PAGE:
The Complete Thom Bell Sessions (1989, MCA)
Technically, this is just a six-song EP, but this archival release – which couples all three songs from a previously released 1979 EP with three previously unreleased songs from the same sessions – is worth drawing attention to and worth picking up – provided, that is, if you can find it, which is slightly tricky. Much like Victim of Love, these sessions find Elton primarily focusing on his vocals and leaving most of the songwriting and instrumental duties to others, like A&M’s R&B/disco duo Bell & James, while the legendary Thom Bell (the man behind all the best sides by the Stylistics and the Spinners, the latter of whom provide backing vocals here) produces. This project succeeds much, much better than Victim of Love did, Elton seeming much more comfortable singing Philly soul than he did doing Donna Summer-like disco songs, and the songs are pretty good, especially “Are You Ready for Love” and the very underrated Top Ten hit “Mama Can’t Buy You Love,” which could have just as easily worked as a Spinners song back when Philipp Wynne was still in the lineup. It’s actually a shame that Elton and Bell didn’t cut more sides together, because what is here makes you wish they’d compiled a whole album of this nature, since it’s more pleasant than Victim of Love and more easygoing and catchy than most of A Single Man.
The One (1992, MCA)
A step backwards in quality from his last outing, Elton’s first album of the ‘90s is thankfully a lot more organic than any of his late-‘80s albums and sounds much more inviting for that reason on the surface. It’s not exactly one of Elton and Bernie’s better sets of songs, though (even cameos from Eric Clapton and David Gilmour on “Runaway Train” and “Understanding Women,” respectively, aren’t enough to divert attention from the weak melodies), and this album would begin a very long rut for the pair. There are three Top 40 hits included here, though: the title cut is a pretty, if somewhat lifeless, ballad (it was unfortunately a big-enough hit that Elton would continue to write sound-alikes of it for years to come), while the more up-tempo “Simple Life” fares much better, and the stark ballad “The Last Song” is goosebump-inducing. The early-‘70s-soul-flavored “On Dark Street” and “When a Woman Doesn’t Want You” are the best of the non-singles here.
Rare Masters (1992, Polydor)
Much like one of the other biggest stars of the ‘70s, Paul McCartney, Elton similarly released a glut of non-LP product during that decade, both A-sides (the Number One hits “Philadelphia Freedom,” “Lucy in the Sky with Diamonds,” and “Don’t Go Breaking My Heart” were only available on 45 for several years until they appeared on greatest-hits packages) and B-sides. While the non-LP hits have popped up on any number of compilations, the B-sides had never been made available in America on either LP or CD until the release of this 2-CD boxed set, which also includes the entirety of Elton’s 1971 soundtrack for the movie Friends (which has never been made available on CD elsewhere, making this package especially handy for Elton collectors). While most of the songs here are B-sides, they’re also from Elton’s peak period, which means it’s still great stuff, and songs like “Bad Side of the Moon,” “One Day at a Time,” “Jack Rabbit,” “Whenever You’re Ready (We’ll Go Steady Again),” and especially the top-notch 1972 re-recording of “Skyline Pigeon” definitely warrant repeated listens. This is also one of the few Elton-only packages of any kind where you can find his seasonal classic “Step Into Christmas.” Rare Masters is a little hard to find these days – many, but not all, of these B-sides have since been divvied up and re-released as bonus cuts on subsequent CD reissues of his earliest studio albums, which resulted in this disc going out of print – but it’s a must-own for Elton fans.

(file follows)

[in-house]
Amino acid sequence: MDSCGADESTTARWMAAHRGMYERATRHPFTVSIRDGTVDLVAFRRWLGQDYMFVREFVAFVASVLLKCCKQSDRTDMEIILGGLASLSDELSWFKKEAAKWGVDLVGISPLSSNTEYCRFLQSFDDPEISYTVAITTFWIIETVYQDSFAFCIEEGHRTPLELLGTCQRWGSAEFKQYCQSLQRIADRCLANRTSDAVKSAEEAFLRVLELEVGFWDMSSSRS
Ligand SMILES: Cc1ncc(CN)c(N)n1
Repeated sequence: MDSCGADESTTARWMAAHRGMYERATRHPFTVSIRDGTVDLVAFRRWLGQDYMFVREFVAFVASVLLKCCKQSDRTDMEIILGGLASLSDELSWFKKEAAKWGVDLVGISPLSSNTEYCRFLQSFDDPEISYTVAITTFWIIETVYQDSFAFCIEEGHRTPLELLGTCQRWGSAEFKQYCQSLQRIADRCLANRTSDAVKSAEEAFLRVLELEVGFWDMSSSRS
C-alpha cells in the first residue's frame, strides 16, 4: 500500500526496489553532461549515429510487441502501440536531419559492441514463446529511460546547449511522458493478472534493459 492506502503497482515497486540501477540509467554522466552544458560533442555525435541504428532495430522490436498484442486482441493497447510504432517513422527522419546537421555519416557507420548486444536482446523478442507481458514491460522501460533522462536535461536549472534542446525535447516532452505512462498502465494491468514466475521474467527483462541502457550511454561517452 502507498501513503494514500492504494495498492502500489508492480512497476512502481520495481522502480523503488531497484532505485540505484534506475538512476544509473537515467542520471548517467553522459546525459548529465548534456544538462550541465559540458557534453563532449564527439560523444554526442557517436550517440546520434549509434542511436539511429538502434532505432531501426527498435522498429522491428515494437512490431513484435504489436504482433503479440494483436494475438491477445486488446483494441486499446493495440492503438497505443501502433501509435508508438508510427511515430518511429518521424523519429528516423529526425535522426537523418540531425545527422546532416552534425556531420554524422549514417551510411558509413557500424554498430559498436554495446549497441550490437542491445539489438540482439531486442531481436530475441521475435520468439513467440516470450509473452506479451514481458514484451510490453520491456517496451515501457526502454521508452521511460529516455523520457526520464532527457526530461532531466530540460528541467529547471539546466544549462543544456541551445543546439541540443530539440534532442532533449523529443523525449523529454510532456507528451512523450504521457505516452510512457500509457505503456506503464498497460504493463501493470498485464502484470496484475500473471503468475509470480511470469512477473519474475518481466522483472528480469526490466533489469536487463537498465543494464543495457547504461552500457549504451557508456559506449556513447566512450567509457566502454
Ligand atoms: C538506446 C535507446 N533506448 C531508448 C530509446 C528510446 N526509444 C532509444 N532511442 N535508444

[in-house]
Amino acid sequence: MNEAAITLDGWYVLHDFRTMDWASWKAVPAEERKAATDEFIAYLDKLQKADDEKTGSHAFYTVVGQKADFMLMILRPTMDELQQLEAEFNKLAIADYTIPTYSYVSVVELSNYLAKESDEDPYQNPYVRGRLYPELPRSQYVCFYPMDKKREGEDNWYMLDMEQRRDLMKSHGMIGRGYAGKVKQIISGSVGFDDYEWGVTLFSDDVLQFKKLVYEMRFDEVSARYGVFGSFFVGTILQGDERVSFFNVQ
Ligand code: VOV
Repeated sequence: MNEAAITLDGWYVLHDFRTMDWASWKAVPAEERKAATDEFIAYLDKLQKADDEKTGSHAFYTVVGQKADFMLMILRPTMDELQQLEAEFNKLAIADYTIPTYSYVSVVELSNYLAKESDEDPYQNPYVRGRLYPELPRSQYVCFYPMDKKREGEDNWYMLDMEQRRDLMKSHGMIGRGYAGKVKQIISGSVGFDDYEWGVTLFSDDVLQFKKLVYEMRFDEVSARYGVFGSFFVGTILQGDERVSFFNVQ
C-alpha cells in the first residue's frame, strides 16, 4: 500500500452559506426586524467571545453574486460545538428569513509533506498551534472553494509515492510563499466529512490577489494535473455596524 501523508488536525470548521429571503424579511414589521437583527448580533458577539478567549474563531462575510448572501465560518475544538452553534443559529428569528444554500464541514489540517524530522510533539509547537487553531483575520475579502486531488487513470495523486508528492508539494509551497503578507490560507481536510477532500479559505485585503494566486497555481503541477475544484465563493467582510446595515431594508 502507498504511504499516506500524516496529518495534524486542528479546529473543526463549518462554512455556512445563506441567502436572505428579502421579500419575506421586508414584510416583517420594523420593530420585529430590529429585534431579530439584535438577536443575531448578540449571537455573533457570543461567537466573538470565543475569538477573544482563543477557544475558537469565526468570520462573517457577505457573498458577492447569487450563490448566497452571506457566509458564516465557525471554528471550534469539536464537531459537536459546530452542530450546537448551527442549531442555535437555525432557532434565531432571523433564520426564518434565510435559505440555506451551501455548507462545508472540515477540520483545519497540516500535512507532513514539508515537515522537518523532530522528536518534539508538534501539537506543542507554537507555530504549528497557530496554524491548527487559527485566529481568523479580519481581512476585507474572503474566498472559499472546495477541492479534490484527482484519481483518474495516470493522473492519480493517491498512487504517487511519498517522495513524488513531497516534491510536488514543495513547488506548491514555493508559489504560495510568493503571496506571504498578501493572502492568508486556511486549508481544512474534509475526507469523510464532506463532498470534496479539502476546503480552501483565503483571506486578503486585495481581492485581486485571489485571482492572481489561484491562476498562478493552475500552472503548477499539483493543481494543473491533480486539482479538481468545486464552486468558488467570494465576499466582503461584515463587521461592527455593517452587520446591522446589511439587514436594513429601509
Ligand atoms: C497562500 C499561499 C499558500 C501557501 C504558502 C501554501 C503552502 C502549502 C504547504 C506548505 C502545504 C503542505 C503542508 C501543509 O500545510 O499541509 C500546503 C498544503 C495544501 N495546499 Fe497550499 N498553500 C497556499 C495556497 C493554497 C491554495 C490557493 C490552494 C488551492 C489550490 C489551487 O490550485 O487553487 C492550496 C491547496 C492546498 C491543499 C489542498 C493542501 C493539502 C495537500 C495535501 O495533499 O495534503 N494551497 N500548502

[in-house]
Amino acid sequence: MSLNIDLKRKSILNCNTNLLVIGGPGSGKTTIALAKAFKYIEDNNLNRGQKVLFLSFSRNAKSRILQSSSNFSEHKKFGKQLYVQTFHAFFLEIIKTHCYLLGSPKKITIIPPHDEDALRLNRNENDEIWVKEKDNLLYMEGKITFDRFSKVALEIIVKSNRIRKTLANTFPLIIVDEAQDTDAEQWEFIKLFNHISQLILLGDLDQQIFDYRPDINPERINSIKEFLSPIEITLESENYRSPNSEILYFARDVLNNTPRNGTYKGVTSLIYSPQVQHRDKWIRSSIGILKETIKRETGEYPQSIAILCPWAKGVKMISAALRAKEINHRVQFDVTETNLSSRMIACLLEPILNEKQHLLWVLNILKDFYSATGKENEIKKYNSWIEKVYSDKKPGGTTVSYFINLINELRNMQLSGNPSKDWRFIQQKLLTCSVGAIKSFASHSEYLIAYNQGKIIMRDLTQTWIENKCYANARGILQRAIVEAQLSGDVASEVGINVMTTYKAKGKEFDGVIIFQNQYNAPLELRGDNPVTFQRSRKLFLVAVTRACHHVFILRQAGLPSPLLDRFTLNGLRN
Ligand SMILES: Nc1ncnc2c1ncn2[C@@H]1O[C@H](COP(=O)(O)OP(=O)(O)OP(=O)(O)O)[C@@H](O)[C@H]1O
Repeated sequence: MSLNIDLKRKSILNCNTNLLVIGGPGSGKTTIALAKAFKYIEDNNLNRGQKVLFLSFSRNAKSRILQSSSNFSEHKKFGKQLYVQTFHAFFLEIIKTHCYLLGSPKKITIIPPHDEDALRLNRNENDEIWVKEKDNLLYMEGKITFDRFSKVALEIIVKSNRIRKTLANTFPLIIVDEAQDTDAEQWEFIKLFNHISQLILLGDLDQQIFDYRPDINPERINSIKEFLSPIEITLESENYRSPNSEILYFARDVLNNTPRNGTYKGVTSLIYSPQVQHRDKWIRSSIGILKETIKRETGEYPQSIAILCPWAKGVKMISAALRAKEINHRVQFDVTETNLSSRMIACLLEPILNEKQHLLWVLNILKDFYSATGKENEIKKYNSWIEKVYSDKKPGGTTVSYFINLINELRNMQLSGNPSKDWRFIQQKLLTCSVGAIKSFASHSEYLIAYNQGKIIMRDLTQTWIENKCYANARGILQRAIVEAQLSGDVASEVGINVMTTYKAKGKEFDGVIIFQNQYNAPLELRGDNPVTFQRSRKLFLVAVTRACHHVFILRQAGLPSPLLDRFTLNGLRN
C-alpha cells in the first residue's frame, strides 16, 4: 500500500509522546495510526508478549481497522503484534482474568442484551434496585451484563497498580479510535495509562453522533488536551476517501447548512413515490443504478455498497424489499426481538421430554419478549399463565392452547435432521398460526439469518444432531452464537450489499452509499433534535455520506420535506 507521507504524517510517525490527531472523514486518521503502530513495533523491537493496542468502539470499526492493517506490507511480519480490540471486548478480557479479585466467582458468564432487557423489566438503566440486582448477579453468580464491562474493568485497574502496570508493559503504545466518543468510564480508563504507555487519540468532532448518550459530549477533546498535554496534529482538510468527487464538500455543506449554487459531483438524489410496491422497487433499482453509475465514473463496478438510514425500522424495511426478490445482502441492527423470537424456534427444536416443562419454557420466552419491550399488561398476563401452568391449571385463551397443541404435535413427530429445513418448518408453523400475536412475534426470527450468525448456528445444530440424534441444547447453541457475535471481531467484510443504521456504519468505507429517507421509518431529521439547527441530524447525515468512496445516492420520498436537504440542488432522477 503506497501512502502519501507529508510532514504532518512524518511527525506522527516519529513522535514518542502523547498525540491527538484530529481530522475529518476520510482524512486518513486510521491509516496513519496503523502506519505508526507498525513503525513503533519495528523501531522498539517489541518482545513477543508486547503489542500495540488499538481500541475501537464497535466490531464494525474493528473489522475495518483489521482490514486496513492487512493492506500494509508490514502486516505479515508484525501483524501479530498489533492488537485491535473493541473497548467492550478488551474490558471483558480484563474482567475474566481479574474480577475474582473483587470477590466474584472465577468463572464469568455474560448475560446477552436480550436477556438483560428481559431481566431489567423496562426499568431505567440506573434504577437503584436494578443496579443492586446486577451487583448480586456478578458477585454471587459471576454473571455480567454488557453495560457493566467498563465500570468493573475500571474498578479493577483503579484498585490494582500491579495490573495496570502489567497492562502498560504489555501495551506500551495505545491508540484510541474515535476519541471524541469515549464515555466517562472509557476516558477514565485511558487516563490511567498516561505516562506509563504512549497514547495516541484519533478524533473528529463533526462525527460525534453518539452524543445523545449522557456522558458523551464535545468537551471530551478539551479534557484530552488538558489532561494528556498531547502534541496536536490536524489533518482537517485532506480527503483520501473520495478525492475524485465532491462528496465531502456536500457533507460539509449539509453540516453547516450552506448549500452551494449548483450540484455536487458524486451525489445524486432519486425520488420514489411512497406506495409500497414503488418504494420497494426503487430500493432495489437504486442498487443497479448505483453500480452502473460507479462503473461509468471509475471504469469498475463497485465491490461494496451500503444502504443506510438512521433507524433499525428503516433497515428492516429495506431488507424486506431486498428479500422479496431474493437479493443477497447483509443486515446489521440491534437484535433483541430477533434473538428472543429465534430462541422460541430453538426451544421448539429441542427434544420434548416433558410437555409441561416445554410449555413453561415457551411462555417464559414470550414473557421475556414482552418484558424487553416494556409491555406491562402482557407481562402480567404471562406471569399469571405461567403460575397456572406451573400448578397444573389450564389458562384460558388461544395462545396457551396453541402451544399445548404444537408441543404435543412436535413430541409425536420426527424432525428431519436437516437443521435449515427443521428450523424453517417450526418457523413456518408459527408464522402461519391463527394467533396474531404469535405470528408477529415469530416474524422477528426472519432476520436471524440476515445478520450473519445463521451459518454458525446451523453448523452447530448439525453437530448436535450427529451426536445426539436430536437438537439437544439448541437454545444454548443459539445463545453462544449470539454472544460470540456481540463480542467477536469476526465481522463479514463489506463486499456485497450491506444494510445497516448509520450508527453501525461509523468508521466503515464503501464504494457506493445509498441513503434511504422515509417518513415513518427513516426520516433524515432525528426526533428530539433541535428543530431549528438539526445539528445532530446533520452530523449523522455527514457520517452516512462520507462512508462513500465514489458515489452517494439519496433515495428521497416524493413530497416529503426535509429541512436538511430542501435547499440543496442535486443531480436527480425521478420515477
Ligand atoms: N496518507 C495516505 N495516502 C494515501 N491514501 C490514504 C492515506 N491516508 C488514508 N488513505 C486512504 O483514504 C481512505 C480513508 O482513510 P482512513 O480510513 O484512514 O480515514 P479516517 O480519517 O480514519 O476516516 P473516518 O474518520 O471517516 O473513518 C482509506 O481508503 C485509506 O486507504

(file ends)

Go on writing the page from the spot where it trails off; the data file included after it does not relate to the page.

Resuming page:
Duets (1993, MCA)
An album that just feels like little more than a stopgap project to give his label a piece of product, Duets is a very strange hodge-podge of previously released duets (i.e. his re-recording with George Michael of “Don’t Let the Sun Go Down on Me”), newly-recorded duets (most of them cover songs) with the likes of k.d. lang, Little Richard, Paul Young, Tammy Wynette, and Leonard Cohen, a re-recording of “Don’t Go Breaking My Heart” done with, of all people, RuPaul, and a new solo cut called “Duets for One,” there’s really little to recommend this disc if you already own the George Michael duet elsewhere.